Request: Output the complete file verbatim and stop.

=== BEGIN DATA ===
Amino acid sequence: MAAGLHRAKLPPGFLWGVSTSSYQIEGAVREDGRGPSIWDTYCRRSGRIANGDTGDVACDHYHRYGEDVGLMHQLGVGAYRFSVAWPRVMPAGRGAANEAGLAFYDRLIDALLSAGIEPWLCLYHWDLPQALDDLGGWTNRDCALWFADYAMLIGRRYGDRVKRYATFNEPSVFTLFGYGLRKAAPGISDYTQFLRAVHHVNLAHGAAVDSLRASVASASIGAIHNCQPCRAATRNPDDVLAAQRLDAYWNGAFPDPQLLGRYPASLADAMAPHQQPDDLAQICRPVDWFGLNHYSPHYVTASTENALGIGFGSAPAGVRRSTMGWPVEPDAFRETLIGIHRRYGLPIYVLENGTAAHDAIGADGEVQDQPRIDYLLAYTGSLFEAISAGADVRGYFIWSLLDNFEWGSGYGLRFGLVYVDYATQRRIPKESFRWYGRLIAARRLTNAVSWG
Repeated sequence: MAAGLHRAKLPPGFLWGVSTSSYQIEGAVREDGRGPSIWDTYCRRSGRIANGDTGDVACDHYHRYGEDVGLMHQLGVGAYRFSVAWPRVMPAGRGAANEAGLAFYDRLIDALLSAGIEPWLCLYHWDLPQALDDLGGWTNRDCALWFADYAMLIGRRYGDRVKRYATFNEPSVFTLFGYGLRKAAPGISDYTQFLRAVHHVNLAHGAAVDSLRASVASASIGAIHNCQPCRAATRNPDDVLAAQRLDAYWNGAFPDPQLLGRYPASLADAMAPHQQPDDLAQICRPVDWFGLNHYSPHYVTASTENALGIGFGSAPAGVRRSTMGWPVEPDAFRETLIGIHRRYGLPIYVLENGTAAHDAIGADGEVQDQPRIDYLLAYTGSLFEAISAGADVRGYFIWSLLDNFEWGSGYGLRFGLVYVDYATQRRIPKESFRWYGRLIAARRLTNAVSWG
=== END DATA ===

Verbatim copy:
Amino acid sequence: MAAGLHRAKLPPGFLWGVSTSSYQIEGAVREDGRGPSIWDTYCRRSGRIANGDTGDVACDHYHRYGEDVGLMHQLGVGAYRFSVAWPRVMPAGRGAANEAGLAFYDRLIDALLSAGIEPWLCLYHWDLPQALDDLGGWTNRDCALWFADYAMLIGRRYGDRVKRYATFNEPSVFTLFGYGLRKAAPGISDYTQFLRAVHHVNLAHGAAVDSLRASVASASIGAIHNCQPCRAATRNPDDVLAAQRLDAYWNGAFPDPQLLGRYPASLADAMAPHQQPDDLAQICRPVDWFGLNHYSPHYVTASTENALGIGFGSAPAGVRRSTMGWPVEPDAFRETLIGIHRRYGLPIYVLENGTAAHDAIGADGEVQDQPRIDYLLAYTGSLFEAISAGADVRGYFIWSLLDNFEWGSGYGLRFGLVYVDYATQRRIPKESFRWYGRLIAARRLTNAVSWG
Repeated sequence: MAAGLHRAKLPPGFLWGVSTSSYQIEGAVREDGRGPSIWDTYCRRSGRIANGDTGDVACDHYHRYGEDVGLMHQLGVGAYRFSVAWPRVMPAGRGAANEAGLAFYDRLIDALLSAGIEPWLCLYHWDLPQALDDLGGWTNRDCALWFADYAMLIGRRYGDRVKRYATFNEPSVFTLFGYGLRKAAPGISDYTQFLRAVHHVNLAHGAAVDSLRASVASASIGAIHNCQPCRAATRNPDDVLAAQRLDAYWNGAFPDPQLLGRYPASLADAMAPHQQPDDLAQICRPVDWFGLNHYSPHYVTASTENALGIGFGSAPAGVRRSTMGWPVEPDAFRETLIGIHRRYGLPIYVLENGTAAHDAIGADGEVQDQPRIDYLLAYTGSLFEAISAGADVRGYFIWSLLDNFEWGSGYGLRFGLVYVDYATQRRIPKESFRWYGRLIAARRLTNAVSWG